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Jiaozi - Chinese Dumplings

User Rating 5 Star Rating (6 Reviews)


Chinese Pork Dumplings
Lauri Patterson/E+/Getty Images
Chinese dumplings (Jiaozi) are very popular during the Chinese New Year season


  • Jiaozi dough:
  • 3 cups all-purpose flour
  • up to 1 1/4 cups cold water
  • 1/4 teaspoon salt
  • Filling:
  • 1 cup ground pork or beef
  • 1 TB soy sauce
  • 1 teaspoon salt
  • 1 TB Chinese rice wine or dry sherry
  • 1/4 teaspoon freshly ground white pepper, or to taste
  • 3 TB sesame oil
  • 1/2 green onion (spring onion), finely minced
  • 1 1/2 cups finely shredded Napa cabbage
  • 4 tablespoons shredded bamboo shoots
  • 2 slices fresh ginger, finely minced
  • 1 clove garlic, peeled and finely minced


Stir the salt into the flour. Slowly stir in the cold water, adding as much as is necessary to form a smooth dough. Don't add more water than is ncessary. Knead the dough into a smooth ball. Cover the dough and let it rest for at least 30 minutes.

While the dough is resting, prepare the filling ingredients. Add the soy sauce, salt, rice wine and white pepper to the meat, stirring in only one direction. Add the remaining ingredients, stirring in the same direction, and mix well.

To make the dumpling dough: knead the dough until it forms a smooth ball. Divide the dough into 60 pieces. Roll each piece out into a circle about 3-inches in diameter.

Place a small portion (about 1 level tablespoon) of the filling into the middle of each wrapper. Wet the edges of the dumpling with water. Fold the dough over the filling into a half moon shape and pinch the edges to seal. Continue with the remainder of the dumplings.

To cook, bring a large pot of water to a boil. Add half the dumplings, giving them a gentle stir so they don't stick together. Bring the water to a boil, and add 1/2 cup of cold water. Cover and repeat. When the dumplings come to a boil for a third time, they are ready. Drain and remove. If desired, they can be pan-fried at this point.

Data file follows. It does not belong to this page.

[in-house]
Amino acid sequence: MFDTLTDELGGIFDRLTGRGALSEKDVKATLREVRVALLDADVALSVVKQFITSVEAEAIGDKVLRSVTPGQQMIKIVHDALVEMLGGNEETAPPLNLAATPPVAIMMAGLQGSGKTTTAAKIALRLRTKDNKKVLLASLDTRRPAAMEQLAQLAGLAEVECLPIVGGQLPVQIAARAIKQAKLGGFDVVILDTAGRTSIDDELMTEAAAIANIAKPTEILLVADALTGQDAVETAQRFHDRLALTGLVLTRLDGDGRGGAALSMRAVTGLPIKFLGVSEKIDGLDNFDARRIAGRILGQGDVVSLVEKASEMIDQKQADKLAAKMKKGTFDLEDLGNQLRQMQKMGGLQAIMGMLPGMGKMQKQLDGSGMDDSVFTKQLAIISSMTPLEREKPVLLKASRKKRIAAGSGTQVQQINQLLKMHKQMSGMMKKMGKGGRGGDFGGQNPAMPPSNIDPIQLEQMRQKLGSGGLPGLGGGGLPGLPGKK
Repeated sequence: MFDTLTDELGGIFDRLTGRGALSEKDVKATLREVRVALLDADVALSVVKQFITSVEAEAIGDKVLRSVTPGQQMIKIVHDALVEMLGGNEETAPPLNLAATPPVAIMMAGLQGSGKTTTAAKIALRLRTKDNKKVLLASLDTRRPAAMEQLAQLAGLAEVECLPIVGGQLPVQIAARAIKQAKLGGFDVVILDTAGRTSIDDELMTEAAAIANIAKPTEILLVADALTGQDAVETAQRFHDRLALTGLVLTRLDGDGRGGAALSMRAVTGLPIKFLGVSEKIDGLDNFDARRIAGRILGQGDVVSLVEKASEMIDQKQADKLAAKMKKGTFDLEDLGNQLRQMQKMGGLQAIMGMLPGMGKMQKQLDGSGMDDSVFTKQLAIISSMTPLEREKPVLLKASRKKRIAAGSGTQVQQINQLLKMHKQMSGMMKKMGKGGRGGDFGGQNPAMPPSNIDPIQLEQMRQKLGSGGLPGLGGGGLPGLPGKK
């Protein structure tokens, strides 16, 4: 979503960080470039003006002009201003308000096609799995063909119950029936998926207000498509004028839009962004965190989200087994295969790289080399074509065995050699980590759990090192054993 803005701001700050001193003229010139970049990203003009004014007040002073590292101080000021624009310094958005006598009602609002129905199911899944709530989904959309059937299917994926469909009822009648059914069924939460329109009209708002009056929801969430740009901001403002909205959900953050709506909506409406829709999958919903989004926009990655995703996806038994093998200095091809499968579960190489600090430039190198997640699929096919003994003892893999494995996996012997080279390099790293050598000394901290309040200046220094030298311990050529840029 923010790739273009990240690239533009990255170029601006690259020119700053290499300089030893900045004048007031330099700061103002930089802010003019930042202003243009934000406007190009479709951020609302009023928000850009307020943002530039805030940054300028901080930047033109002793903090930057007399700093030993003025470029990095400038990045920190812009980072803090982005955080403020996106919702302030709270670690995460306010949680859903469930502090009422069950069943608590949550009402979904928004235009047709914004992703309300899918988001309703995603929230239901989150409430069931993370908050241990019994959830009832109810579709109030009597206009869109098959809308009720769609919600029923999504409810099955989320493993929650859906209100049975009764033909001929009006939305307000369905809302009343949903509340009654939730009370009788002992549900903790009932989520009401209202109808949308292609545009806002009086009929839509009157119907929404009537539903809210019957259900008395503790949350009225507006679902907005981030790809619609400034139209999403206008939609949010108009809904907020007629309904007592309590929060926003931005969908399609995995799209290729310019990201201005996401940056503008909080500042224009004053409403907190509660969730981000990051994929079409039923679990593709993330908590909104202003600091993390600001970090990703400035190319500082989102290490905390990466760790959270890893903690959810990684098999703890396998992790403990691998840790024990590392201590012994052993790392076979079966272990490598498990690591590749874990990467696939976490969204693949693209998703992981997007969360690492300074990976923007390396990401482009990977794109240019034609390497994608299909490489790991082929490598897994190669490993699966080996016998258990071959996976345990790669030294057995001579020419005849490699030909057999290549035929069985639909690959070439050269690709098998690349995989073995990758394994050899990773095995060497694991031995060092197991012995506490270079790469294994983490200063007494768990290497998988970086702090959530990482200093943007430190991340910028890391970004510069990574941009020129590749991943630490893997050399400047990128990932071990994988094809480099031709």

User Reviews

Reviews for this section have been closed.

 5 out of 5
Very Good Recipe, Member LaLoba1025

I remember several years ago a gentleman at work brought homemade dumplings to an office, birthday celebration, 100 to be exact. It was the first time I ever had authentic, homemade dumplings. My coworker and I ate ourselves silly of those things and I wished I could learn to make them. Since that time, I married and learned through my husband's side of the family how to make homemade pierogi. The dough is actually very similar so when I found this recipe I thought I'd give it a try. I followed the recipe almost identically with the exception of the kind of wine used (the 2nd time in a pinch I used Apple Cider vinegar!) and using mushrooms in place of bamboo shoots, I always end up with left overs of this that go to waste and am not that much of a fan. The first time, I tried store-bought wrappers. I loved the filling but the wrapper wasn't the same as homemade of course. The second time, I made the dough. I may have made my dough a tad wet, I struggled to crease the dumplings when I dampened them with water so I stopped doing that and only moistened a few when needed. They still didn't come out assembled as beautifully as the store-bought wrapper which was easier for me to handle but the taste was so much better it was worth it to me. I think the recipe for the dough is a good one; I need to master making the dough, maybe a touch less water next time. I'm pregnant and decided to freeze these for after the baby comes. I like them so much though that I bought more to make another batch to freeze. I ate these with a dark, rice wine vinegar. The same as my friend showed me that time so many years ago. The taste matches what I recall so many years ago.

49 out of 56 people found this helpful.

See all 6 reviews

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